The soil is the origin.

The scientific mural in our cellar by Katharina Huth (nawii.de) shows the “terra incognita” beneath our vineyards. It shows how many organisms the living soil consists of and how complex their interconnectedness is.

The image is approx. 4x5m in size and shows 3 Pinot Noir plants from our vineyard with their substrate.

Pinot noir, like any other crop, shares its’ living environment with countless other organisms. Most of them are in the ground!

The first 30 centimetres of soil is (roughly) where the grape vine develops comparatively fine interception roots. Here most of the representatives of the herbal layer also have the majority of their roots and most of the bigger soil dwellers live here. Glechoma hederacea, the ‘Creeping Charlie’, represents this layer in the first picture-in-the-picture.

Further down the vine you can find tap roots that are larger in diameter and can reach depths of over 30 m. Here they escape the bottom of the picture at 2,05 m after having passed through a layer of large rocks. These were brought to light during excavation for this wine cellar.

The degree of tap roots plunging downwards depends not only on the availability of water but is also genetically predisposed and so depends on the species (or breeds) used for the rootstock.

The second picture-in-the-picture shows the interaction between vine and its’ arbuscular mycorrhizal symbiont (Glomeromycota) that penetrates the cortical root cells with its’ hyphae, forming arbuscules (*1). They are the main site of reciprocal nutrient exchange between the two partners.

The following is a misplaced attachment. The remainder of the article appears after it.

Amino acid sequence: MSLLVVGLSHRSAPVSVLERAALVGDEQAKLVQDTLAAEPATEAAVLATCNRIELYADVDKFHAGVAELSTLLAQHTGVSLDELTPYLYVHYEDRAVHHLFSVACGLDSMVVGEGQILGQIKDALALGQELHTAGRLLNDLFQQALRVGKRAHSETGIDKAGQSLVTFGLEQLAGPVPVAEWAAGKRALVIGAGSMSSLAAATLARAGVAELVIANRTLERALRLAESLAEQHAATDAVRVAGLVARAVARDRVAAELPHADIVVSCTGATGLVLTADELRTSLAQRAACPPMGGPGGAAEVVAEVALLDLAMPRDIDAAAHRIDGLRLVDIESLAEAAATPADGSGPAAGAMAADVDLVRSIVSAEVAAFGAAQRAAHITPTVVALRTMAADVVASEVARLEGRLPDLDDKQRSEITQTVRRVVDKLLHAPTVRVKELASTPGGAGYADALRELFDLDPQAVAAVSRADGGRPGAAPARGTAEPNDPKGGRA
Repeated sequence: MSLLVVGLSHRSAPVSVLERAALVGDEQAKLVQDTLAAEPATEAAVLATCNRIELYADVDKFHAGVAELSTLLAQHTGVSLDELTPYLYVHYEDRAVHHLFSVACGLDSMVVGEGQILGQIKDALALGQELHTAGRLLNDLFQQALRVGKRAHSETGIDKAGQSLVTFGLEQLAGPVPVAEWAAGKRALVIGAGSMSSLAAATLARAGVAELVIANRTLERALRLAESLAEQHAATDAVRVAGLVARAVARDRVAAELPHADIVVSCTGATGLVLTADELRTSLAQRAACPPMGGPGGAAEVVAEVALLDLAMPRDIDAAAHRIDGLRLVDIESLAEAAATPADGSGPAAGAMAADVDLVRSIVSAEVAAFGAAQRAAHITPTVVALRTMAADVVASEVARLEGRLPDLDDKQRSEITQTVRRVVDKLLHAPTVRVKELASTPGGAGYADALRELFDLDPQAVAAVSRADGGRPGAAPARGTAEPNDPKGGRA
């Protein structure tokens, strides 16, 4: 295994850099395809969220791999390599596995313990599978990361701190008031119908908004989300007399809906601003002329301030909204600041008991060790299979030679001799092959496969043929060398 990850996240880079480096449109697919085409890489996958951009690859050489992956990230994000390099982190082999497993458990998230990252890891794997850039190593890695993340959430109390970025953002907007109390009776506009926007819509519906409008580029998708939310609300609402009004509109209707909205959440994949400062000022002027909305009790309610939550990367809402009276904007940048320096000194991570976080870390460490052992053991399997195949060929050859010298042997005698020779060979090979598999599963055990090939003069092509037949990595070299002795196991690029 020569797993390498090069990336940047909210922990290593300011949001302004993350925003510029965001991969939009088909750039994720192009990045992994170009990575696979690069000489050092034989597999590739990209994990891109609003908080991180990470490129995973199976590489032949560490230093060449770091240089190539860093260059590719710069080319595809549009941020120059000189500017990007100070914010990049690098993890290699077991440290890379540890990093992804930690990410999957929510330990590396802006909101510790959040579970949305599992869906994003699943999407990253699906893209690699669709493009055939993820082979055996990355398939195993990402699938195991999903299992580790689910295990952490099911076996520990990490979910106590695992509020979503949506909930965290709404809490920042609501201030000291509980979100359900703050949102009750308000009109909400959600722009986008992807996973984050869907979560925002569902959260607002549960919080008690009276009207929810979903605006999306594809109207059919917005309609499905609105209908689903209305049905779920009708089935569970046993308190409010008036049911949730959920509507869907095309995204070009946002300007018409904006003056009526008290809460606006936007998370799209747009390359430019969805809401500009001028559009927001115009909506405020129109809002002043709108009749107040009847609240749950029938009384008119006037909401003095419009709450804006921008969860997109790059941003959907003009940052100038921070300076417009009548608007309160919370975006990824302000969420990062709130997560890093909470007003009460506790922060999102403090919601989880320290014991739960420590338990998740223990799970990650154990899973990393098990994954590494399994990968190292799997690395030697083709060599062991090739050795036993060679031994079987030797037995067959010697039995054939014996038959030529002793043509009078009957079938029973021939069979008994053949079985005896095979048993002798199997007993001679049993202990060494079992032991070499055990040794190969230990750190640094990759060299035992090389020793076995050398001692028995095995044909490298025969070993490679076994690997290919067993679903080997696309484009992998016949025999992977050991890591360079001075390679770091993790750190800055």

Eyeless Niphargus tridentinus is the protagonist in the third picture-in-the-picture. He was first described in a cave in Trentino (*2). Niphargus species inhabit caves and groundwater but are also sometimes (often a lot smaller) found in soil pores filled with water.

Katharina, my dearest friend from the Rheingau (we met while studying biology at the Technical University of Munich), spent a whole week - day and night - in the wine cellar to create this beautiful naturalistic work of art. This was in February 2024.

You can find out more about her art on her website (www.nawii.de) or on her Instagram page (https://www.instagram.com/nawii.de/).

*1 Biasi, Rita, Brunori, Elena, Vanino, Silvia, Bernardini, Alessandra, Catalani, Alessia, Farina, Roberta, Bruno, Antonio, Chilosi, Gabriele; 2023; Soil–Plant Interaction Mediated by Indigenous AMF in Grafted and Own-Rooted Grapevines under Field Conditions; Agriculture, (13); 1051

*2 Stoch, Fabio; 1998; Revision of the Niphargus stygius - group in Venetia and Trentino (Northeastern Italy), with description of three new species (Crustacea, Amphipoda, Niphargidae); 

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